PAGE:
However, it is also a fact that now some government departments are using heavy machinery like JCBs in their bid to push terracing program. Unscientific mechanized terracing, which comes together with muck dumping, slope instability, affected drainage etc., can play a huge role in magnifying the impacts on a naturally vulnerable, high rainfall region.

In fact, a preliminary report by the Geological Survey of India (GSI) has singled out land flattening and terracing by heavy machinery as one of the primary causes for the tragedy. As per the preliminary report, a team of GSI experts noticed cracks where heavy soil erosion had occurred. The Deputy Director General of GSI has said that these cracks are a result of improper drainage system of rainwater. The flattening of land would have affected the water drainage resulting in the cracks. He says: “The slope of the hill was flattened almost halfway for agricultural purpose to such an extent that the hilltop had become unstable. The experts have also reported excessive deforestation disrupting the ecology of the hill. Added to this was the damage caused by use of heavy machinery over two years.” The Director General and Deputy Director General will be visiting the site on the 2nd and 3rd August for further analysis.

An independent credible review of the way the land levelling activities are going on under government policies and programs should be immediately instituted and till its report is available, use of heavy machines like JCB may be minimised.

Management of the region according to Western Ghats Expert Ecology Panel (WGEEP) Report and High Level Working Group Report (HLWG)

Both reports place Malin in Ecologically Sensitive Zone I and Ecologically Sensitive Area (ESA) respectively.

An ESZ I tag by the WGEEP report regulates a number of activities in the region, with participation of local communities. The report has specifically mentioned threat of landslides in this region.

While noting the impacts of windmills in the region surrounding Malin, WGEEP notes: “Apart from substantial forest destruction (including Forest Department estimates of about 28,000 trees being cut) via wide roads cutting huge swathes through Reserve Forest, the wind mill project has triggered large scale erosion and landslides through poor construction of roads with steep gradients, and all this rubble is ending up on fertile farmland and in reservoirs of tributaries of the Krishna.

The Forest Department is colluding with wind mill project operators in also illegally denying citizens access to these hills. Boards and check-posts have been put up by the company, falsely claiming to be authorized by the Forest Department. There are many traditional forest dwellers on these hills. Not only are their rights under the Forest Rights Act not being recognized, they are being illegally restrained in their movements on hills they have inhabited for centuries.”

If the WGEEP was accepted by the MoEF and state governments, this would have led to a more people-centred and ecologically-sound management of the Western Ghats region, but Maharashtra has been vehemently opposing WGEEP on the most unjustified grounds and the MoEF too has been busy downplaying the WGEEP.

While HLWG did include Malin village in its list of Ecologically sensitive Areas, however, this ESA tag did not mean much for the region it only regulates mining and red category industries. Most of the development activities that might threaten the region are not regulated by the HLWG. More importantly, HLWG has no role for the local communities in democratic decision making. There is also no mention of this region being landslide-prone in the HLWG, whereas the WGEEP specifically highlights this issue.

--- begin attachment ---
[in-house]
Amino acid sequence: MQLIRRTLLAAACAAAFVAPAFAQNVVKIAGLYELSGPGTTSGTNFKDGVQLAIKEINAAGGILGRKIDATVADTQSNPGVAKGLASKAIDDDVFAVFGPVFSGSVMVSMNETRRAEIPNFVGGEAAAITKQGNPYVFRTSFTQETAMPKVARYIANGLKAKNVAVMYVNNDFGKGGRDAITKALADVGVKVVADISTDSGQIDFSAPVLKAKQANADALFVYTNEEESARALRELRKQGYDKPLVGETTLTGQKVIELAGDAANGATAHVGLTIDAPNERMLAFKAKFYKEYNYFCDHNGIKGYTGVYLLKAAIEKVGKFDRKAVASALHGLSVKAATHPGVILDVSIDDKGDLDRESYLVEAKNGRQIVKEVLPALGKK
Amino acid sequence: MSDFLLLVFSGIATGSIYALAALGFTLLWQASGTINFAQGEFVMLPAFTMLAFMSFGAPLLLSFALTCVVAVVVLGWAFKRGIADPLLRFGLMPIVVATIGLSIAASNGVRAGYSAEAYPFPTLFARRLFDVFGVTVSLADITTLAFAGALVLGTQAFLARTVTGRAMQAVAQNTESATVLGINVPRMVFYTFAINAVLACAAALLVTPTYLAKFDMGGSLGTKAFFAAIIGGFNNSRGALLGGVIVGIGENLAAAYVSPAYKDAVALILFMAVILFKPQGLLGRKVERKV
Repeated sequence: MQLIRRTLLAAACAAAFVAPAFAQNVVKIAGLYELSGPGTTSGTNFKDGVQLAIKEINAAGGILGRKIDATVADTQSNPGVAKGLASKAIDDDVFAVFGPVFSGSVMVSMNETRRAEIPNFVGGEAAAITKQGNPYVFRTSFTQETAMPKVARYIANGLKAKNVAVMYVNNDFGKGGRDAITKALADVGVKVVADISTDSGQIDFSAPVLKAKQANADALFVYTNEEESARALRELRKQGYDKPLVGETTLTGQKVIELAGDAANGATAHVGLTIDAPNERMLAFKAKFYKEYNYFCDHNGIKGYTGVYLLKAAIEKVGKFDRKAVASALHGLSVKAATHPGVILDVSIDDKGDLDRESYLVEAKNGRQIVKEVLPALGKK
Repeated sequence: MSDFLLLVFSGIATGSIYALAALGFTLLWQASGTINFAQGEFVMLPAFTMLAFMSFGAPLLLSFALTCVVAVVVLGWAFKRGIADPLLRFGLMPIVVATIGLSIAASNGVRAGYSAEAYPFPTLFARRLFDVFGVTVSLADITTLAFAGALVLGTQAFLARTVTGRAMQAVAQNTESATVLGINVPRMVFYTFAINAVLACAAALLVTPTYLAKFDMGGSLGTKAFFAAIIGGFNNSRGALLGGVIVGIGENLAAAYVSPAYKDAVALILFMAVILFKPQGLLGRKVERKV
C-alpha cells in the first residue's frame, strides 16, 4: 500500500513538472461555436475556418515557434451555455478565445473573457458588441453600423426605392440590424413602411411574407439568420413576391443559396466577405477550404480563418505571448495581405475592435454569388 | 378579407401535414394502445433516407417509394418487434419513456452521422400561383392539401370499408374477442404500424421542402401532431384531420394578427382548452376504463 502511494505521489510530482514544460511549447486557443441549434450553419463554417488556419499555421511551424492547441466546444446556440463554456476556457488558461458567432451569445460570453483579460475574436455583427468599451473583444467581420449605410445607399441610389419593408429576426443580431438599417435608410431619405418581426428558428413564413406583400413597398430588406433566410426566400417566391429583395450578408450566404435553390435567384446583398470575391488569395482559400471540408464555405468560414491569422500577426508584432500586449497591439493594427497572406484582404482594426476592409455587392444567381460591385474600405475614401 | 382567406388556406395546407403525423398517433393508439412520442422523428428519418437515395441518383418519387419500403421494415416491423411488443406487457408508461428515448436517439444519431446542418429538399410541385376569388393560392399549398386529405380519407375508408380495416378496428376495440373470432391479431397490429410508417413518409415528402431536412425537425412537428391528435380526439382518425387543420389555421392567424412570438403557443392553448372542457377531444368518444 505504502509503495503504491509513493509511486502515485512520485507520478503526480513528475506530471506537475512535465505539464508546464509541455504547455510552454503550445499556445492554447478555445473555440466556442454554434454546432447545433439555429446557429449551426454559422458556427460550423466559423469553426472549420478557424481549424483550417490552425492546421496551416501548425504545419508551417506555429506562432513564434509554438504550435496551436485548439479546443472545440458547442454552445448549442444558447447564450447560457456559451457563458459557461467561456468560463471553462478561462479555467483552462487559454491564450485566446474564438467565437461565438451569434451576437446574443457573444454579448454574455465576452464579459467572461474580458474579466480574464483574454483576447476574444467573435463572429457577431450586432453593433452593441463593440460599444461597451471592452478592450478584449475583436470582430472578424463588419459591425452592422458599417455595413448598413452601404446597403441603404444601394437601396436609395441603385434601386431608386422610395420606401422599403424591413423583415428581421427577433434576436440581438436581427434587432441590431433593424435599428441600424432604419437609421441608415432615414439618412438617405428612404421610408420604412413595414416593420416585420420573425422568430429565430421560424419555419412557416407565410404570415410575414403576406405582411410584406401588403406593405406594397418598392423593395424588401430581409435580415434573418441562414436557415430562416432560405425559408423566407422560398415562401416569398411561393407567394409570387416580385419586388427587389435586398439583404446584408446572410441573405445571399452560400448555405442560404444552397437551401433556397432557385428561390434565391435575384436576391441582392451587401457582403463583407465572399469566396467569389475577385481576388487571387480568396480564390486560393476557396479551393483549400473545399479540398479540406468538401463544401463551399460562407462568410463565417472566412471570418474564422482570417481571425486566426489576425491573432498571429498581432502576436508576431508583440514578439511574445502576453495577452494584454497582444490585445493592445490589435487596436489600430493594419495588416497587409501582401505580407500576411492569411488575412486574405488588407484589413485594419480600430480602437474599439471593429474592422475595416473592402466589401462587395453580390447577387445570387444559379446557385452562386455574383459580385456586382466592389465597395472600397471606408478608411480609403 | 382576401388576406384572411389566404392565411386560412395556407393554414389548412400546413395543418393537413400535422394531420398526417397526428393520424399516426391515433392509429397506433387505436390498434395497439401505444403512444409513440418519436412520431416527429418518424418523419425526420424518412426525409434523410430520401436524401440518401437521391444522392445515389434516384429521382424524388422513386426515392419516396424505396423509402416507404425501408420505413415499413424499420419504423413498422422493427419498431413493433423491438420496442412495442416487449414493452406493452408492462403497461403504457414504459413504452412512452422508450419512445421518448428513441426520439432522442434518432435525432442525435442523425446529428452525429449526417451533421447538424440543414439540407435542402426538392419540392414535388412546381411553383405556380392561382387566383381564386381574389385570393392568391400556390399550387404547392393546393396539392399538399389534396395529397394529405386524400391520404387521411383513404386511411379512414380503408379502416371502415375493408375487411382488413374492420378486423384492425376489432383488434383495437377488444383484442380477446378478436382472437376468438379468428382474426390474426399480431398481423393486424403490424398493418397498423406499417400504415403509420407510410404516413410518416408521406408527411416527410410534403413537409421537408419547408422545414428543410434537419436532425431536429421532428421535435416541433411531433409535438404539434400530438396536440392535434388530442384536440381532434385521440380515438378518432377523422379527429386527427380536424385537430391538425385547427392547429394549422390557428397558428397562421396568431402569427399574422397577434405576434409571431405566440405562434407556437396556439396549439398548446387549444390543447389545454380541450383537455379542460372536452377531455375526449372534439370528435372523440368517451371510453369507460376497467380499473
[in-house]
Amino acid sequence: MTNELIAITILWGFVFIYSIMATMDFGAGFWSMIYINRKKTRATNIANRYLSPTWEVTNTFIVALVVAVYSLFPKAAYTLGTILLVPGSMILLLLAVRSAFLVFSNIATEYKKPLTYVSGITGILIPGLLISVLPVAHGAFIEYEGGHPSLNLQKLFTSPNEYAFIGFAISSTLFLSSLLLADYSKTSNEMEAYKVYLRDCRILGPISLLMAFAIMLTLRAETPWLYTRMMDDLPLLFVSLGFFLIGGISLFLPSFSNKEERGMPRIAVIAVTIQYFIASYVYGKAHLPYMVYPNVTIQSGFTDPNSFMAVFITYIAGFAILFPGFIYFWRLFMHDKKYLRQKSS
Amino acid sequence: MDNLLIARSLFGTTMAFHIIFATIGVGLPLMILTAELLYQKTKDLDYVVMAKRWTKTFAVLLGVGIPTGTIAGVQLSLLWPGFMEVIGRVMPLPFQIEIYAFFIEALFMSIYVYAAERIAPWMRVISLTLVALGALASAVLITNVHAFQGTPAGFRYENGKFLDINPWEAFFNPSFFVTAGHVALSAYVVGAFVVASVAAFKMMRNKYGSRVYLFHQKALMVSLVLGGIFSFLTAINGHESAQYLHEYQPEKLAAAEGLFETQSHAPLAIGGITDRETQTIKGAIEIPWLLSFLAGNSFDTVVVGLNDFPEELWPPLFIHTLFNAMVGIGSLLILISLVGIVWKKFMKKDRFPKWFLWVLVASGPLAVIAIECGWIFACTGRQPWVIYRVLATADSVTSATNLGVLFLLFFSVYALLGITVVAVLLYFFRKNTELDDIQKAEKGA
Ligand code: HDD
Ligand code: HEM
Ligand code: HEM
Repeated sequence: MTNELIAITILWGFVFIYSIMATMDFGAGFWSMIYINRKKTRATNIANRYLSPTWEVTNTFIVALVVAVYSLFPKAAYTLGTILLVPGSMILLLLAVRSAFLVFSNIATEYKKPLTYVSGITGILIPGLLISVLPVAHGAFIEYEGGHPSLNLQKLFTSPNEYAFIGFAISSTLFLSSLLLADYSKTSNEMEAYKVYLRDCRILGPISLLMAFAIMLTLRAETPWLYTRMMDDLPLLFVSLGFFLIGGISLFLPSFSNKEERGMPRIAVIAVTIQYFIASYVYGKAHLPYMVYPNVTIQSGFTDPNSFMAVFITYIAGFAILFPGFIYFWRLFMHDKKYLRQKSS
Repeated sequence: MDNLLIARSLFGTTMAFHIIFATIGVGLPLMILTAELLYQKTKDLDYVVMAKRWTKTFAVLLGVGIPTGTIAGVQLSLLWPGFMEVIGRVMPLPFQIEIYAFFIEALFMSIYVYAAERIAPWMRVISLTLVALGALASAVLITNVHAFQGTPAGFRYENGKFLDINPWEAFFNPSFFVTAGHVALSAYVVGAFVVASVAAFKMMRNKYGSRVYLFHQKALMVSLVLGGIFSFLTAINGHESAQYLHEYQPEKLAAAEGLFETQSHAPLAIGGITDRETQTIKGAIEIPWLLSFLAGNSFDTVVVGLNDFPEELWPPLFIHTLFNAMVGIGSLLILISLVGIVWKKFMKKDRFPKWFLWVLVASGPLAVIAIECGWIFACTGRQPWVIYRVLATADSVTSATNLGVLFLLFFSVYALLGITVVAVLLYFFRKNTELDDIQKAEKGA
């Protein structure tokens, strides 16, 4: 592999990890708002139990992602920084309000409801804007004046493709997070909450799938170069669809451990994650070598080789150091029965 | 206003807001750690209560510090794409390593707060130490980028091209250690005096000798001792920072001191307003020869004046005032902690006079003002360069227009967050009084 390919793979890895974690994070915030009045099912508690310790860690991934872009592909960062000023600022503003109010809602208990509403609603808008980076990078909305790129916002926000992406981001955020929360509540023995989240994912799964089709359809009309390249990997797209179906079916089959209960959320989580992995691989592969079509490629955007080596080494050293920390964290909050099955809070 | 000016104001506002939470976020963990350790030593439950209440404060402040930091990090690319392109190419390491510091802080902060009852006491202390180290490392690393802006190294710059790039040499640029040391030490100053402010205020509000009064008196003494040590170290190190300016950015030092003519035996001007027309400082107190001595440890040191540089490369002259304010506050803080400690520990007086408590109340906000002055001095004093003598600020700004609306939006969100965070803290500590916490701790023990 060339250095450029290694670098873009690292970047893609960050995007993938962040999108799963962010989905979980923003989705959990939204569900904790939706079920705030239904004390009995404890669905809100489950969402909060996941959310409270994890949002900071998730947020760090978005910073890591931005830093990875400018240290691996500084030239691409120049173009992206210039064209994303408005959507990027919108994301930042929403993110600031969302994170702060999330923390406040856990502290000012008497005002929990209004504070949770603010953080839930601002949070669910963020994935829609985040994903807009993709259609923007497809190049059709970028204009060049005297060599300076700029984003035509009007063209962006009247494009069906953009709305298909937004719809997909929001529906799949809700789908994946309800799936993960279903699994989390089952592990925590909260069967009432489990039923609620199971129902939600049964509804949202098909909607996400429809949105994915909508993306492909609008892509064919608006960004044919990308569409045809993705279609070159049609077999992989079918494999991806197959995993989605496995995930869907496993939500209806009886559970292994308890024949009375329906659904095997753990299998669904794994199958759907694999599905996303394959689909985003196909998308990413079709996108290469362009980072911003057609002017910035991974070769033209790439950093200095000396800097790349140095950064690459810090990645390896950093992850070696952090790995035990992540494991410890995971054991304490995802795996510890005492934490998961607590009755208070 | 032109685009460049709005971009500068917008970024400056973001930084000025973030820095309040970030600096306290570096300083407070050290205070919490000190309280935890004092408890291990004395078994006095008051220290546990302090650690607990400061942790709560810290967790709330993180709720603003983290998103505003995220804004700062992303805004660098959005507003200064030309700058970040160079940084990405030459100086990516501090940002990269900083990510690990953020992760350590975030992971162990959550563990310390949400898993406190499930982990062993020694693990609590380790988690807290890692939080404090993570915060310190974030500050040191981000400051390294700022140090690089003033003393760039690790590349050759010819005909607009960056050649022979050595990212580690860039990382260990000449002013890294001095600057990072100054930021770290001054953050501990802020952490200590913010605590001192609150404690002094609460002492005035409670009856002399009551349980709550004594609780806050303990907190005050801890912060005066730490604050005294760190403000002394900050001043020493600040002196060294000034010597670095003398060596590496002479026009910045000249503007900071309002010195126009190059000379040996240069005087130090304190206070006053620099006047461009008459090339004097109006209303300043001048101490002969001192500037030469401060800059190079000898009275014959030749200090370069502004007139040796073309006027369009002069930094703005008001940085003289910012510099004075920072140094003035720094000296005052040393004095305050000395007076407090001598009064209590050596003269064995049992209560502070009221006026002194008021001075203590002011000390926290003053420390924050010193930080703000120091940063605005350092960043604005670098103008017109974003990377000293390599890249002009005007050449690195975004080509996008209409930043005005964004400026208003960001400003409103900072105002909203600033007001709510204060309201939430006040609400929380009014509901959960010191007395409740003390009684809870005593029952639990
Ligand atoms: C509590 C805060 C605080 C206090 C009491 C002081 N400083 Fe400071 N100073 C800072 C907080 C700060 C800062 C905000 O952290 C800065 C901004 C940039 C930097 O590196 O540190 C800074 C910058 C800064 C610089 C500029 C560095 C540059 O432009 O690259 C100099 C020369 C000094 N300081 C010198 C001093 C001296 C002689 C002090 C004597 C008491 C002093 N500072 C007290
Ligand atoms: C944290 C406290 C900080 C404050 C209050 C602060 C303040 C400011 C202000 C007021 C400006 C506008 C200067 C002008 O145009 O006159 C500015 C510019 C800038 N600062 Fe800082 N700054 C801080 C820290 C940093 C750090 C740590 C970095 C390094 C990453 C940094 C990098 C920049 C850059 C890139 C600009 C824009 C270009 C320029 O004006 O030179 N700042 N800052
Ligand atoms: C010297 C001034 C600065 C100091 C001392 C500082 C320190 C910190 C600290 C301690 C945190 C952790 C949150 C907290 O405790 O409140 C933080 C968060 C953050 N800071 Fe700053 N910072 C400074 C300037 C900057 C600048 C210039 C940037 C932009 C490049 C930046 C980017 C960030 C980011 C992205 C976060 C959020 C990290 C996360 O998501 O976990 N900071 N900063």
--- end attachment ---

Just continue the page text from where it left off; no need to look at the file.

It is clear that HLWG is not much help for the region in avoiding tragedies like the Malin tragedy, but WGEEP report certainly would have helped.

Way forward

Northern Western Ghats which are characterized by heavy rainfall, rich biodiversity and predominant tribal population need more sensitive management approach than what it is subjected to right now. Although WGEEP had paved way for a more democratic, equitable and people-centred management of the region, the report was hidden, downplayed and finally rejected by the state as well as the central government. Episodes like Malin highlight the vulnerability and complex inter-linkages that affect the region which require a long term planning vision, integrating a number of components.

Despite this, several ill-conceived projects like townships, windmill farms, large dams and river linking projects like Damanganga-Pinjal and Paar Tapi Narmada are proposed in the region. Close to Bhimashankar region, Mumbai Metropolitan Regional Development Authority (MMRDA) as well as the Greater Mumbai Municipal Corporation are pushing more than 12 large dams. Some of these dams entail huge tunnels under the mountain ranges of Western Ghats. Despite the several risks and impacts, many of these massive dams may also escape scientific Impact Assessments or public hearings. These projects needs to be opposed and urgently dropped as there is little justification of the projects in view of huge number of options available in the cities for which these dams are proposed.

Similarly, Maharashtra Government has plans to build three huge hydropower dams in the Velhe and Mulshi region, which also falls in the Pune District. Velhe region has already seen slope instability and also falls in Seismic zone IV, making any such development highly risky there.